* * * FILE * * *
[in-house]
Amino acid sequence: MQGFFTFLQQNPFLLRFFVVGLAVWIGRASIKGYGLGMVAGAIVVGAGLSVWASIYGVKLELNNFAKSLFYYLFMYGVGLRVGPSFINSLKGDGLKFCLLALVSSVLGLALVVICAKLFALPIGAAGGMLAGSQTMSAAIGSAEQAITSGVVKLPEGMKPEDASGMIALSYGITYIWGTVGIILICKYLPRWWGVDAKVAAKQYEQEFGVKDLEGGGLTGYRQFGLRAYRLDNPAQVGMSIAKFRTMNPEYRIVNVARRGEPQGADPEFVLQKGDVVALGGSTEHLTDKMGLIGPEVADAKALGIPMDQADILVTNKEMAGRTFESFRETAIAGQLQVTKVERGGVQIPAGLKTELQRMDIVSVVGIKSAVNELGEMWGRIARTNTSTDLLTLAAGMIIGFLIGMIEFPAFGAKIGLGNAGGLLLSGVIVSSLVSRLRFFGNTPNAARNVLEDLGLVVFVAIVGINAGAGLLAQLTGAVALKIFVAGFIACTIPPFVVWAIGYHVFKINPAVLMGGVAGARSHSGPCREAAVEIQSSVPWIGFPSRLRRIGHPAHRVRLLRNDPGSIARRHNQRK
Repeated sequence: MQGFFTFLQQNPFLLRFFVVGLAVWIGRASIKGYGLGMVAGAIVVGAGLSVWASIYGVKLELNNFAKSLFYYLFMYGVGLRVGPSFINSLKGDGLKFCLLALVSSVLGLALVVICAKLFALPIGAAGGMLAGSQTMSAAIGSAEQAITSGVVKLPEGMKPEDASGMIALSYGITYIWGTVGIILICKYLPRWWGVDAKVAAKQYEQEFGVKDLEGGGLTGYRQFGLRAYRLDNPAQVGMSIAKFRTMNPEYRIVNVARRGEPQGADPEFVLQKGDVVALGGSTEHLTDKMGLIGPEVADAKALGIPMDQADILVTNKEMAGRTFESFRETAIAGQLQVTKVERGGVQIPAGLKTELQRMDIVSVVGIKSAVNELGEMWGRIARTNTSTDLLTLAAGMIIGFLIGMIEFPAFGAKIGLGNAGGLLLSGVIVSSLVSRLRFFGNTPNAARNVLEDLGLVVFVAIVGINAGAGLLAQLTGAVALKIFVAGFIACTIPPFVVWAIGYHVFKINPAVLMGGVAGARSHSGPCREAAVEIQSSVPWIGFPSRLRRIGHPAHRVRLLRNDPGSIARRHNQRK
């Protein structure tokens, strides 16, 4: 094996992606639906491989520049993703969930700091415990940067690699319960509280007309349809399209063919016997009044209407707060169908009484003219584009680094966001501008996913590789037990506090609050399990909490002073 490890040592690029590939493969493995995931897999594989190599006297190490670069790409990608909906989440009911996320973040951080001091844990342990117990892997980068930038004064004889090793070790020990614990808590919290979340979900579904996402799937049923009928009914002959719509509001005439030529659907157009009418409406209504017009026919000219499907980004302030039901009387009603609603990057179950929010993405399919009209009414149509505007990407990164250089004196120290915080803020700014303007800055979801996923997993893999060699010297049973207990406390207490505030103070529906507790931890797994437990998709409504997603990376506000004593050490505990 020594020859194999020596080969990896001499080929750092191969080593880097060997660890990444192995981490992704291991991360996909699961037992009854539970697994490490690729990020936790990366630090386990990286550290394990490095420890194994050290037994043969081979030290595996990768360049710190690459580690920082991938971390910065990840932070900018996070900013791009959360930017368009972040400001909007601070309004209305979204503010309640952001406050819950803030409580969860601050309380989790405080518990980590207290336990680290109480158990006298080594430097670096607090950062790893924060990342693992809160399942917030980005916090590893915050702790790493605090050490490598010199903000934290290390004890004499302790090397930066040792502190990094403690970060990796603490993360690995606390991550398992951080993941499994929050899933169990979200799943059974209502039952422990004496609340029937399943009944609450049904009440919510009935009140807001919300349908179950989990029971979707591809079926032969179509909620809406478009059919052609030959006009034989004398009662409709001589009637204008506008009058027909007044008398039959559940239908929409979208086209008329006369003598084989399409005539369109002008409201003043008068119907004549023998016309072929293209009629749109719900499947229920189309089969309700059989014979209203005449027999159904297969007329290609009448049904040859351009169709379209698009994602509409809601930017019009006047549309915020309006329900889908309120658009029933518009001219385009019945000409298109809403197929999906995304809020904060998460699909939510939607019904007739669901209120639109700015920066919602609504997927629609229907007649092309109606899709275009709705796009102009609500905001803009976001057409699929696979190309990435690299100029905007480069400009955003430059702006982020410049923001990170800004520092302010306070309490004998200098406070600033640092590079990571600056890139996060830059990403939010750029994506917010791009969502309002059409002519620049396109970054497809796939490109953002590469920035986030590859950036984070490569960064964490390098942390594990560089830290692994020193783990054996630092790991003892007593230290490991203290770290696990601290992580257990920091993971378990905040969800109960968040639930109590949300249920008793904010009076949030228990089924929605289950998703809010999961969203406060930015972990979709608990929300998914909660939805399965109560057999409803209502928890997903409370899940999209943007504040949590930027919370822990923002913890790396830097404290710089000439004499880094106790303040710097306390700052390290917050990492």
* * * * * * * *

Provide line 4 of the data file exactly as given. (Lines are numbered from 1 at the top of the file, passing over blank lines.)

């Protein structure tokens, strides 16, 4: 094996992606639906491989520049993703969930700091415990940067690699319960509280007309349809399209063919016997009044209407707060169908009484003219584009680094966001501008996913590789037990506090609050399990909490002073 490890040592690029590939493969493995995931897999594989190599006297190490670069790409990608909906989440009911996320973040951080001091844990342990117990892997980068930038004064004889090793070790020990614990808590919290979340979900579904996402799937049923009928009914002959719509509001005439030529659907157009009418409406209504017009026919000219499907980004302030039901009387009603609603990057179950929010993405399919009209009414149509505007990407990164250089004196120290915080803020700014303007800055979801996923997993893999060699010297049973207990406390207490505030103070529906507790931890797994437990998709409504997603990376506000004593050490505990 020594020859194999020596080969990896001499080929750092191969080593880097060997660890990444192995981490992704291991991360996909699961037992009854539970697994490490690729990020936790990366630090386990990286550290394990490095420890194994050290037994043969081979030290595996990768360049710190690459580690920082991938971390910065990840932070900018996070900013791009959360930017368009972040400001909007601070309004209305979204503010309640952001406050819950803030409580969860601050309380989790405080518990980590207290336990680290109480158990006298080594430097670096607090950062790893924060990342693992809160399942917030980005916090590893915050702790790493605090050490490598010199903000934290290390004890004499302790090397930066040792502190990094403690970060990796603490993360690995606390991550398992951080993941499994929050899933169990979200799943059974209502039952422990004496609340029937399943009944609450049904009440919510009935009140807001919300349908179950989990029971979707591809079926032969179509909620809406478009059919052609030959006009034989004398009662409709001589009637204008506008009058027909007044008398039959559940239908929409979208086209008329006369003598084989399409005539369109002008409201003043008068119907004549023998016309072929293209009629749109719900499947229920189309089969309700059989014979209203005449027999159904297969007329290609009448049904040859351009169709379209698009994602509409809601930017019009006047549309915020309006329900889908309120658009029933518009001219385009019945000409298109809403197929999906995304809020904060998460699909939510939607019904007739669901209120639109700015920066919602609504997927629609229907007649092309109606899709275009709705796009102009609500905001803009976001057409699929696979190309990435690299100029905007480069400009955003430059702006982020410049923001990170800004520092302010306070309490004998200098406070600033640092590079990571600056890139996060830059990403939010750029994506917010791009969502309002059409002519620049396109970054497809796939490109953002590469920035986030590859950036984070490569960064964490390098942390594990560089830290692994020193783990054996630092790991003892007593230290490991203290770290696990601290992580257990920091993971378990905040969800109960968040639930109590949300249920008793904010009076949030228990089924929605289950998703809010999961969203406060930015972990979709608990929300998914909660939805399965109560057999409803209502928890997903409370899940999209943007504040949590930027919370822990923002913890790396830097404290710089000439004499880094106790303040710097306390700052390290917050990492």